Captured: Mysterious oyster killers

July 25, 2013
Captured: Mysterious oyster killers
Left: This is an oyster covered in green lesions caused by Denman Island disease. Right: This is a close-up look at the Mikrocytos mackini parasite. Credit: UBC/Department of Fisheries and Oceans

University of British Columbia researchers have apprehended tiny, elusive parasites that have plagued oysters from British Columbia to California.

First reported in 1960, Denman Island disease is caused by Mikrocytos mackini, a parasite that infects mainly Pacific oysters, and leads to unsightly green lesions and death.

"M. mackini has eluded capture for more than 50 years because it lives inside the oyster's cells and has proved impossible to grow and study in a lab," says Patrick Keeling a professor in UBC's Department of Botany who led the microbial investigative team.

The research team from UBC and the Department of Fisheries and Oceans isolated the from infected oysters and analyzed their genes. Details are published today in the journal Current Biology.

"We figured out where M. mackini came from in the evolutionary tree of life – it is part of an enigmatic group of amoebae called Rhizaria that was only itself discovered a few years ago," says Keeling, director of the Centre for Microbial Diversity and Evolution at UBC and a Fellow of Canadian Institute for Advanced Research.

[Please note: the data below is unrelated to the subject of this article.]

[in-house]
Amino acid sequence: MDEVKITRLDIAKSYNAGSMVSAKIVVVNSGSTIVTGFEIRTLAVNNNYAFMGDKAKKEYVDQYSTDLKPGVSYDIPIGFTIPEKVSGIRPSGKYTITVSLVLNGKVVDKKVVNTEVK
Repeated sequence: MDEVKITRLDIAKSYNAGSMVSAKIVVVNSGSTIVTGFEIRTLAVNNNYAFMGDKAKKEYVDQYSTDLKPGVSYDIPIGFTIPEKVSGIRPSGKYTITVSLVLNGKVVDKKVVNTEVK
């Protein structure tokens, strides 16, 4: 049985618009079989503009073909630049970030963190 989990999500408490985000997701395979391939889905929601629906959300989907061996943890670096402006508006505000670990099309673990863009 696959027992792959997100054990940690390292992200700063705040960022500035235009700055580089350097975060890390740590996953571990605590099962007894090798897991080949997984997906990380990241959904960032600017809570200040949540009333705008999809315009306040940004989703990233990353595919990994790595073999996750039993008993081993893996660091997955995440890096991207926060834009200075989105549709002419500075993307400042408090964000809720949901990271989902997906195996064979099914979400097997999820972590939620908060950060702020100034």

"These parasites have an extremely reduced metabolism. They can't survive in oxygen and its – or cellular powerhouse – can't produce energy, so they probably steals most things from the oyster host in order to survive."

While not considered a to humans, the Denman Island disease makes the raw delicacy unappealing. In B.C., oyster production in 2011 totalled 7,500 tonnes and was valued at $9.2 million.

Explore further: Single-cell parasites co-opt 'ready-made' genes from host: study

Related Stories

The Pacific oyster is in Sweden to stay

March 22, 2011

The Pacific oyster was discovered in large numbers along the west coast of Sweden in 2007. The mortality rate in some places during the past two winters has been 100%, but researchers at the University of Gothenburg who have ...

Recommended for you

Cow gene study shows why most clones fail

December 9, 2016

It has been 20 years since Dolly the sheep was successfully cloned in Scotland, but cloning mammals remains a challenge. A new study by researchers from the U.S. and France of gene expression in developing clones now shows ...

Blueprint for shape in ancient land plants

December 9, 2016

Scientists from the Universities of Bristol and Cambridge have unlocked the secrets of shape in the most ancient of land plants using time-lapse imaging, growth analysis and computer modelling.

0 comments

Please sign in to add a comment. Registration is free, and takes less than a minute. Read more

Click here to reset your password.
Sign in to get notified via email when new comments are made.